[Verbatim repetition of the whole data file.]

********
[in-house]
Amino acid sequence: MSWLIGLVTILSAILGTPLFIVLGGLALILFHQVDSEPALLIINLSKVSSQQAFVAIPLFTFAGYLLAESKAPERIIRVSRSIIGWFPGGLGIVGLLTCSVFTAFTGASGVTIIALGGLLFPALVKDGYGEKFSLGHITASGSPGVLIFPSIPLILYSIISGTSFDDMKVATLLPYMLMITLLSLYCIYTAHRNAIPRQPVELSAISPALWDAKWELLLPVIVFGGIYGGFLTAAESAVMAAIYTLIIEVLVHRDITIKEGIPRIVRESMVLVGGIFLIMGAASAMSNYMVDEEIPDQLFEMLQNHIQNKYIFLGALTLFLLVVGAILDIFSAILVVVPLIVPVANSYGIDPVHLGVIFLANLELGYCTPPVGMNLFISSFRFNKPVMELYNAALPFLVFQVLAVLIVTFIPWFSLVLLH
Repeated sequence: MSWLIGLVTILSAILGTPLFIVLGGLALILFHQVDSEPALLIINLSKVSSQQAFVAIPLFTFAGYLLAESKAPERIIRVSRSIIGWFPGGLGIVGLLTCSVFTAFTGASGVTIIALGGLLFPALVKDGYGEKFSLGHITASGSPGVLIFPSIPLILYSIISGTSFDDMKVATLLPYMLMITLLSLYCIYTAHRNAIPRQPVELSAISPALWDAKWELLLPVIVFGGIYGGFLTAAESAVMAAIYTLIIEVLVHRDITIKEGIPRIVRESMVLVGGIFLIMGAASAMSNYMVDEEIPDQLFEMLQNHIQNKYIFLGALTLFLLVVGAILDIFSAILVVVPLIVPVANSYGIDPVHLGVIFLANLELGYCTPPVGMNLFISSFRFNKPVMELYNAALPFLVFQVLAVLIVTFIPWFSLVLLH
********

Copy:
[in-house]
Amino acid sequence: MSWLIGLVTILSAILGTPLFIVLGGLALILFHQVDSEPALLIINLSKVSSQQAFVAIPLFTFAGYLLAESKAPERIIRVSRSIIGWFPGGLGIVGLLTCSVFTAFTGASGVTIIALGGLLFPALVKDGYGEKFSLGHITASGSPGVLIFPSIPLILYSIISGTSFDDMKVATLLPYMLMITLLSLYCIYTAHRNAIPRQPVELSAISPALWDAKWELLLPVIVFGGIYGGFLTAAESAVMAAIYTLIIEVLVHRDITIKEGIPRIVRESMVLVGGIFLIMGAASAMSNYMVDEEIPDQLFEMLQNHIQNKYIFLGALTLFLLVVGAILDIFSAILVVVPLIVPVANSYGIDPVHLGVIFLANLELGYCTPPVGMNLFISSFRFNKPVMELYNAALPFLVFQVLAVLIVTFIPWFSLVLLH
Repeated sequence: MSWLIGLVTILSAILGTPLFIVLGGLALILFHQVDSEPALLIINLSKVSSQQAFVAIPLFTFAGYLLAESKAPERIIRVSRSIIGWFPGGLGIVGLLTCSVFTAFTGASGVTIIALGGLLFPALVKDGYGEKFSLGHITASGSPGVLIFPSIPLILYSIISGTSFDDMKVATLLPYMLMITLLSLYCIYTAHRNAIPRQPVELSAISPALWDAKWELLLPVIVFGGIYGGFLTAAESAVMAAIYTLIIEVLVHRDITIKEGIPRIVRESMVLVGGIFLIMGAASAMSNYMVDEEIPDQLFEMLQNHIQNKYIFLGALTLFLLVVGAILDIFSAILVVVPLIVPVANSYGIDPVHLGVIFLANLELGYCTPPVGMNLFISSFRFNKPVMELYNAALPFLVFQVLAVLIVTFIPWFSLVLLH